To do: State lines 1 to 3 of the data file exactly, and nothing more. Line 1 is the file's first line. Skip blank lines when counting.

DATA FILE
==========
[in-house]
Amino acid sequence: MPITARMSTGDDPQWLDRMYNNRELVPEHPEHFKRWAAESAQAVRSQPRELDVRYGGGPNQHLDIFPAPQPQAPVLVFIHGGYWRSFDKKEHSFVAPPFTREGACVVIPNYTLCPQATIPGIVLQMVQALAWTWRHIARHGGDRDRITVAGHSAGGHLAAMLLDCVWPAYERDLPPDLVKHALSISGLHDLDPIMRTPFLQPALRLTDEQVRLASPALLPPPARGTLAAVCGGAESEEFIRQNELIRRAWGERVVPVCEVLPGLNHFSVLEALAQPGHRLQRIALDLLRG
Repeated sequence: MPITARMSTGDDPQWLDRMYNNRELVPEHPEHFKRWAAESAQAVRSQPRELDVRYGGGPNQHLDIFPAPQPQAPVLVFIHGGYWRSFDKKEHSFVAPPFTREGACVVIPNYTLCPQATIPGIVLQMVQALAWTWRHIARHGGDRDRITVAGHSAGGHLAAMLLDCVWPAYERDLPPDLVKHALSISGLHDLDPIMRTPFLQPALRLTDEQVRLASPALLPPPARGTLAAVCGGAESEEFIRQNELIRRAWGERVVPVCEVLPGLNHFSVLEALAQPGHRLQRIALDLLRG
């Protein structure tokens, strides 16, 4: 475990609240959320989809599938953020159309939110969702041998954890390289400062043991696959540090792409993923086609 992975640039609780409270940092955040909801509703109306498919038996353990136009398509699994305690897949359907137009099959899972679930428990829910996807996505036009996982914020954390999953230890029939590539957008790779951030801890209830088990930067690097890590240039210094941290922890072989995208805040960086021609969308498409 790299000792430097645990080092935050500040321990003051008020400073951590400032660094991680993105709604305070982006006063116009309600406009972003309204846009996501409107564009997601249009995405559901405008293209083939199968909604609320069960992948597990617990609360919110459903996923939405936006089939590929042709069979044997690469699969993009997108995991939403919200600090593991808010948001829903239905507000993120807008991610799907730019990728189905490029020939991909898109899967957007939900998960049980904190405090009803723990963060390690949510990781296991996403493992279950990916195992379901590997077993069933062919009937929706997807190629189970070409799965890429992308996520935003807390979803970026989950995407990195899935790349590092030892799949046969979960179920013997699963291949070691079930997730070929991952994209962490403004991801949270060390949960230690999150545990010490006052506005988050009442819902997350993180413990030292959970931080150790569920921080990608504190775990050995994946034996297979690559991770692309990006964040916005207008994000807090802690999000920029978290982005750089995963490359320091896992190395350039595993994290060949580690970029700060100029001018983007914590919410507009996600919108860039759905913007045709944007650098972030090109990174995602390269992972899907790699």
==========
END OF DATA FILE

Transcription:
[in-house]
Amino acid sequence: MPITARMSTGDDPQWLDRMYNNRELVPEHPEHFKRWAAESAQAVRSQPRELDVRYGGGPNQHLDIFPAPQPQAPVLVFIHGGYWRSFDKKEHSFVAPPFTREGACVVIPNYTLCPQATIPGIVLQMVQALAWTWRHIARHGGDRDRITVAGHSAGGHLAAMLLDCVWPAYERDLPPDLVKHALSISGLHDLDPIMRTPFLQPALRLTDEQVRLASPALLPPPARGTLAAVCGGAESEEFIRQNELIRRAWGERVVPVCEVLPGLNHFSVLEALAQPGHRLQRIALDLLRG
Repeated sequence: MPITARMSTGDDPQWLDRMYNNRELVPEHPEHFKRWAAESAQAVRSQPRELDVRYGGGPNQHLDIFPAPQPQAPVLVFIHGGYWRSFDKKEHSFVAPPFTREGACVVIPNYTLCPQATIPGIVLQMVQALAWTWRHIARHGGDRDRITVAGHSAGGHLAAMLLDCVWPAYERDLPPDLVKHALSISGLHDLDPIMRTPFLQPALRLTDEQVRLASPALLPPPARGTLAAVCGGAESEEFIRQNELIRRAWGERVVPVCEVLPGLNHFSVLEALAQPGHRLQRIALDLLRG